Stephen D’Evelyn on the Uselessness of Running

Going for my habitual run this morning I find myself thinking over the problem of accountability—the feeling that we have to make every moment count. The result is we always feel behind. Nothing is quite enough. It’s easy then to let sympathy and empathy wear thin, to feel frustrated.

Somehow out in the sunshine with the grass underfoot things can rebalance themselves. Or when I shut my eyes and the eye-pain from the iPhone subsides and I relax, it is easier not to feel I have to strain against circumstances to make good on each moment.

Instead the moments arrive as gifts. It becomes possible if not easier to dwell on what is there and not what isn’t. This is more than a psychological game of glass-half-full. It is a practise of love. It is joyfully accepting others, openly accepting reality, and affirming – reaffirming—the goodness of being itself. It is more than abstract. It may be lived out in love for a soul-mate and differently for any number of friends and fellow creatures.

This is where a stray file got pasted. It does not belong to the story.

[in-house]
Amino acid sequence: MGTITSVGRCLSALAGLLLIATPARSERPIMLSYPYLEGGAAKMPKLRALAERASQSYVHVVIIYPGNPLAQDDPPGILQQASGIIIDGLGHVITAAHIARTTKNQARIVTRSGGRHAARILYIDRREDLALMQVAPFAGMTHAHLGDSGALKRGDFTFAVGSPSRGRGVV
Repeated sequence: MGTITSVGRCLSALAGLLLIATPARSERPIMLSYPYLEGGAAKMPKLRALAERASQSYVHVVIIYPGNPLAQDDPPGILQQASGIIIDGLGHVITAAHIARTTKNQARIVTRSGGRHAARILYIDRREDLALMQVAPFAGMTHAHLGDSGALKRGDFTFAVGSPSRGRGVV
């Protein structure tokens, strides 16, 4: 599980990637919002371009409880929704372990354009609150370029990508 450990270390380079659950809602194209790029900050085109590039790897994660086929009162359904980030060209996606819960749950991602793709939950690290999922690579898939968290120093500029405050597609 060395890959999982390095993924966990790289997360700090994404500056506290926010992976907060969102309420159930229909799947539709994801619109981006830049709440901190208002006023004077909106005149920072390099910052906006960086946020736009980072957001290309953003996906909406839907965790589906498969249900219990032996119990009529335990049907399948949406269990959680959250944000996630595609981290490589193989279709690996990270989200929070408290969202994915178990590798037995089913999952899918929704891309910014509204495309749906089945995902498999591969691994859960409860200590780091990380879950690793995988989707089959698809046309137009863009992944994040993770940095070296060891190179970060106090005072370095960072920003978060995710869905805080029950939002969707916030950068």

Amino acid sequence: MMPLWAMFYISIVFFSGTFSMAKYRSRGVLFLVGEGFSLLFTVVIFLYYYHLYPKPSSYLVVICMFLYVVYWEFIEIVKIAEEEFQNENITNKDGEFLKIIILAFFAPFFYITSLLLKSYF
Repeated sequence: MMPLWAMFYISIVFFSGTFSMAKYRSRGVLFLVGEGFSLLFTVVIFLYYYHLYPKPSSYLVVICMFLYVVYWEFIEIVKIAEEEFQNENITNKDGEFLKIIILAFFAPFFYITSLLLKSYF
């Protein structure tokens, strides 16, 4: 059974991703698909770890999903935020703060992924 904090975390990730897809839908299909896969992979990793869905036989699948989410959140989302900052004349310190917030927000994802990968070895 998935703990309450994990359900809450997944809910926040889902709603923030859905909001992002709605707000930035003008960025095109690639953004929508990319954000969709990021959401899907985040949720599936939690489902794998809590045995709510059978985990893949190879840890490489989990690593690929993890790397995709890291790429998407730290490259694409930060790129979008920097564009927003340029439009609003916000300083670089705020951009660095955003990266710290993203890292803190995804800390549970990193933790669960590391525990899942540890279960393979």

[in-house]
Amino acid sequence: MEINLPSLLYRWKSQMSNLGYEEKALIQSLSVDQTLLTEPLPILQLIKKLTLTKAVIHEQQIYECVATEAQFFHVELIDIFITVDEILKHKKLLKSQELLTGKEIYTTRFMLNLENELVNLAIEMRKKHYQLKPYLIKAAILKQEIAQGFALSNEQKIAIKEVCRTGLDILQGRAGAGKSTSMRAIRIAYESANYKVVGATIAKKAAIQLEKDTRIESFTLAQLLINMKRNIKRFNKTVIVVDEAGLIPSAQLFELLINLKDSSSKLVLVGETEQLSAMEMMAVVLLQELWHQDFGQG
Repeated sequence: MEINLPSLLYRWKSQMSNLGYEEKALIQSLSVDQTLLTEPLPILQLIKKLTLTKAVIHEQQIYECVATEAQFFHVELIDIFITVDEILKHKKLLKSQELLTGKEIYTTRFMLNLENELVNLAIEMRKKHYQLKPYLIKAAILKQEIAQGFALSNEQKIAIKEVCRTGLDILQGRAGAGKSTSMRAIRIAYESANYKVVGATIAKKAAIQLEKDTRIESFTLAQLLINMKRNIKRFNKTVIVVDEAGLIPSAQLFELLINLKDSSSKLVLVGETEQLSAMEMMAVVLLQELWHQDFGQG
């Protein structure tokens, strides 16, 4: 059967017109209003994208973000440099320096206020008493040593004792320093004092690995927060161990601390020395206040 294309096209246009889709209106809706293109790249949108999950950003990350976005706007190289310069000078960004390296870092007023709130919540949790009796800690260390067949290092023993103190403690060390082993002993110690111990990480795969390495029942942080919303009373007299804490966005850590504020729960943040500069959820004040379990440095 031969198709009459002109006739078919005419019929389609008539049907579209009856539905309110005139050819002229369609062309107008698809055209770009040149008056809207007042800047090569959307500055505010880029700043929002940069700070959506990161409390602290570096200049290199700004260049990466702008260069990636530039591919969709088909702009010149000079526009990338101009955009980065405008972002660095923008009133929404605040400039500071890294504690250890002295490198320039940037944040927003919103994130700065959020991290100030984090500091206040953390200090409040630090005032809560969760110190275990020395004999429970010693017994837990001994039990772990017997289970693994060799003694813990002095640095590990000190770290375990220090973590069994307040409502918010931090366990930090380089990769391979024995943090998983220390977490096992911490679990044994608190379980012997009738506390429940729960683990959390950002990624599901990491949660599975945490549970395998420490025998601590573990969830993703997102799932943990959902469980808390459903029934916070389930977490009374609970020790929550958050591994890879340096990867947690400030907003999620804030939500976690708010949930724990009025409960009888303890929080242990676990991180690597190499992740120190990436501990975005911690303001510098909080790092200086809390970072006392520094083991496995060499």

Running opens the distances. I am not counting my steps or trying to account for them in some way. Yes running is a way to improve my body and relax my mind but running as I do with my visual impairment and my need to be aware of the potential for running into things, falling over, etc., I find that release of running is staying aware even while letting go of the desire to solve puzzles, including how best to make use of the moments.

In employee relations, a realm in which I often find myself trying to solve human puzzles, this is important for the oft-talked-about problem of ‘work-life balance’, work-related stress, bullying and harassment, discrimination, etc. It’s about reseeing things and people for their intrinsic value, their superfluous goodness. People variously disabled by inflexible social systems are often left feeling useless even as they are told they must be independent in various ways. Perhaps the feeling of uselessness is not only negative and imposed, maybe a way in which society oriented around power allows us to feel inadequate, but maybe it’s also true in a positive sense.

Philosopher William Desmond descrbies what he names with the pejorative-sounding ‘idiocy’ as the identity as gift not determined by external valuation. This for me is the love that speeds running. All people are meant to be and by being to incarnate the goodness of the gift of existence. They are not to be used, not to be simple service-providers. People disabled by society may embody this particularly. We see that this actually applies to everyone whatever our current state. The sun and grass are there for all and we need to enjoy and share them.

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